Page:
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Article: Base metal

Base metal

Definition and examples of base metals

  • Base metals are distinguished by their tendency to oxidize or corrode easily and react variably with diluted hydrochloric acid (HCl) to form hydrogen.
  • Examples of base metals include iron, nickel, lead, and zinc.
  • Copper is also considered a base metal because it oxidizes relatively easily, although it does not react with HCl.

Base metals in mining and economics

  • In mining and economics, base metals refer to industrial non-ferrous metals excluding precious metals.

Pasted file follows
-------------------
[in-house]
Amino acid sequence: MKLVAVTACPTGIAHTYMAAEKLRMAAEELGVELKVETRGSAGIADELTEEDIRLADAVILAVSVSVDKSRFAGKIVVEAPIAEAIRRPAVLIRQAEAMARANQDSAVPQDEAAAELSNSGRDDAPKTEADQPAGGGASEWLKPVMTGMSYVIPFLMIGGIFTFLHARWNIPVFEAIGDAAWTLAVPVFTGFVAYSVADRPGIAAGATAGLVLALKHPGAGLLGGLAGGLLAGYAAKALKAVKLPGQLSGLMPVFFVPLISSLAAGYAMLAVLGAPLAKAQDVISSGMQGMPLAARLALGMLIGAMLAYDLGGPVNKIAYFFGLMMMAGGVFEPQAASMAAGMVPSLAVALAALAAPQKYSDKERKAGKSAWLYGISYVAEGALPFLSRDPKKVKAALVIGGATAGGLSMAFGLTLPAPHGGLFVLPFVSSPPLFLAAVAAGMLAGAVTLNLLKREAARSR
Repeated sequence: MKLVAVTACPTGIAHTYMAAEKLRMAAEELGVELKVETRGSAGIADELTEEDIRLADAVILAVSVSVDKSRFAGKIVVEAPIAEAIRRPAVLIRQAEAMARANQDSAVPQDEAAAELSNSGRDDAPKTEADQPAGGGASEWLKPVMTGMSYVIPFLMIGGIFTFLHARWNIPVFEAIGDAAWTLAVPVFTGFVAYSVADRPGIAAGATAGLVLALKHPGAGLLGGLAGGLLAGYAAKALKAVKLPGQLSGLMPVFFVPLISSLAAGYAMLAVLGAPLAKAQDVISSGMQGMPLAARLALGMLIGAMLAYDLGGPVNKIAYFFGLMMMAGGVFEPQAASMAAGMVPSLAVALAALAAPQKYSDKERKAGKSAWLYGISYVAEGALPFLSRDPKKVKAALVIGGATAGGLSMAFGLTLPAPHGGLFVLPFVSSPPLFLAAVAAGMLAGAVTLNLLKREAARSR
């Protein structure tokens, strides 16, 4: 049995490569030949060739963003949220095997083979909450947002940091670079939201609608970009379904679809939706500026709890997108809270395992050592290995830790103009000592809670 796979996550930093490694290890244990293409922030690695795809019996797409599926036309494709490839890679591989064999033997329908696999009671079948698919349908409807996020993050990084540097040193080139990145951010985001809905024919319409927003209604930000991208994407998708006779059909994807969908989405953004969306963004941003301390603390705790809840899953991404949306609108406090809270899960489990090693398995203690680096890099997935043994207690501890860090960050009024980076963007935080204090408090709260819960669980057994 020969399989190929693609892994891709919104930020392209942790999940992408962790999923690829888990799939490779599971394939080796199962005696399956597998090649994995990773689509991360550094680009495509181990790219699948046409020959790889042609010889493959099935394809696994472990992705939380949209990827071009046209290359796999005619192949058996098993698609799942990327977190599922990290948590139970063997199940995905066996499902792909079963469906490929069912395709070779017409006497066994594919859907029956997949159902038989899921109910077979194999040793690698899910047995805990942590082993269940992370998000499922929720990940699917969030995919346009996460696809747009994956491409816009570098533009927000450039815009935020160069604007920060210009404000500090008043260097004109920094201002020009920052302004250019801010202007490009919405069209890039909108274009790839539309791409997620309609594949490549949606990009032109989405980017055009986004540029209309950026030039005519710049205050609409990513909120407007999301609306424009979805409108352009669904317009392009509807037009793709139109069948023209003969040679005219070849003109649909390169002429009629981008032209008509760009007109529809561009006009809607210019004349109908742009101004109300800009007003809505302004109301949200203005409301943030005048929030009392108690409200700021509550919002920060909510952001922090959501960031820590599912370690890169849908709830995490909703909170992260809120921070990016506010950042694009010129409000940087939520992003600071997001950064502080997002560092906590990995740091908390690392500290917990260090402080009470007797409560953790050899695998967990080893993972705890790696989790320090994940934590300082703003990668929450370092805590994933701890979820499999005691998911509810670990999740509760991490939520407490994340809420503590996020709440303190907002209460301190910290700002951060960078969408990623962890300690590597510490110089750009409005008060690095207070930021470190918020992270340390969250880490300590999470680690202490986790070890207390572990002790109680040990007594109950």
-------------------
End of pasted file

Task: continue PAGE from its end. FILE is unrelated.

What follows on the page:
• Copper, lead, nickel, and zinc are commonly classified as base metals in this context.

Base metals in plated metal products

  • In plated metal products, the base metal serves as the underlying layer beneath the plating metal.
  • For example, copper acts as the base metal underlying silver in Sheffield plate.

Related terms and concepts

  • London Metal Exchange
  • Philosopher's stone
  • Pot metal
  • Reactivity series


  • Oxford dictionary definition of base metal
  • Introduction to Numismatic Terms and Methods (source:
  • Base Metal and Iron Ore Mining (source: Pollution Prevention and Abatement Handbook, WORLD BANK GROUP 1998)
  • What Every Member of the Trade Community Should Know About: Household Articles of Base Metal (source: U.S. Customs and Border Protection, Jan. 2010)

Base metal Data Sources

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